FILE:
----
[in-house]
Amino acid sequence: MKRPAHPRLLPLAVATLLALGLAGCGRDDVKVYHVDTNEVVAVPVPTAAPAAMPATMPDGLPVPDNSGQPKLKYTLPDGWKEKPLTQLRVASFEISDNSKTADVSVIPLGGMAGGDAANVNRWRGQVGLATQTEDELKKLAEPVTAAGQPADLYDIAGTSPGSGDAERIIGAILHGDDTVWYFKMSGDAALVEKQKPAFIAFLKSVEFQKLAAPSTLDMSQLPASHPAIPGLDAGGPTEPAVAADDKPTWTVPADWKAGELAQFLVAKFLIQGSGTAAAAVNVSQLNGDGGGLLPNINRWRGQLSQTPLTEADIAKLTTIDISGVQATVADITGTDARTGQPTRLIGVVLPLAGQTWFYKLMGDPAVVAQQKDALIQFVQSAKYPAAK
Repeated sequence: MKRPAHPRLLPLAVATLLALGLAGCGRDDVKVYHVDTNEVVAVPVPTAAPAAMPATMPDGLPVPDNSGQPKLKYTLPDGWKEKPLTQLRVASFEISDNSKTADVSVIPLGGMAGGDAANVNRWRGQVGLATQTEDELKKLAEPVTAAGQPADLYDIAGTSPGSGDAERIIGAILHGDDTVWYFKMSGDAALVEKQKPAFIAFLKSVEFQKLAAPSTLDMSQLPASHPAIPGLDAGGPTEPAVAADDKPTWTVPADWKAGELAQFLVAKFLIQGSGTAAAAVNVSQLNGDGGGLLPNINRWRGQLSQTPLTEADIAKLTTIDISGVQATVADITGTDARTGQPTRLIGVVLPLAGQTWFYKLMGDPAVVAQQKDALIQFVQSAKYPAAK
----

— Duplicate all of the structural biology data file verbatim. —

[in-house]
Amino acid sequence: MKRPAHPRLLPLAVATLLALGLAGCGRDDVKVYHVDTNEVVAVPVPTAAPAAMPATMPDGLPVPDNSGQPKLKYTLPDGWKEKPLTQLRVASFEISDNSKTADVSVIPLGGMAGGDAANVNRWRGQVGLATQTEDELKKLAEPVTAAGQPADLYDIAGTSPGSGDAERIIGAILHGDDTVWYFKMSGDAALVEKQKPAFIAFLKSVEFQKLAAPSTLDMSQLPASHPAIPGLDAGGPTEPAVAADDKPTWTVPADWKAGELAQFLVAKFLIQGSGTAAAAVNVSQLNGDGGGLLPNINRWRGQLSQTPLTEADIAKLTTIDISGVQATVADITGTDARTGQPTRLIGVVLPLAGQTWFYKLMGDPAVVAQQKDALIQFVQSAKYPAAK
Repeated sequence: MKRPAHPRLLPLAVATLLALGLAGCGRDDVKVYHVDTNEVVAVPVPTAAPAAMPATMPDGLPVPDNSGQPKLKYTLPDGWKEKPLTQLRVASFEISDNSKTADVSVIPLGGMAGGDAANVNRWRGQVGLATQTEDELKKLAEPVTAAGQPADLYDIAGTSPGSGDAERIIGAILHGDDTVWYFKMSGDAALVEKQKPAFIAFLKSVEFQKLAAPSTLDMSQLPASHPAIPGLDAGGPTEPAVAADDKPTWTVPADWKAGELAQFLVAKFLIQGSGTAAAAVNVSQLNGDGGGLLPNINRWRGQLSQTPLTEADIAKLTTIDISGVQATVADITGTDARTGQPTRLIGVVLPLAGQTWFYKLMGDPAVVAQQKDALIQFVQSAKYPAAK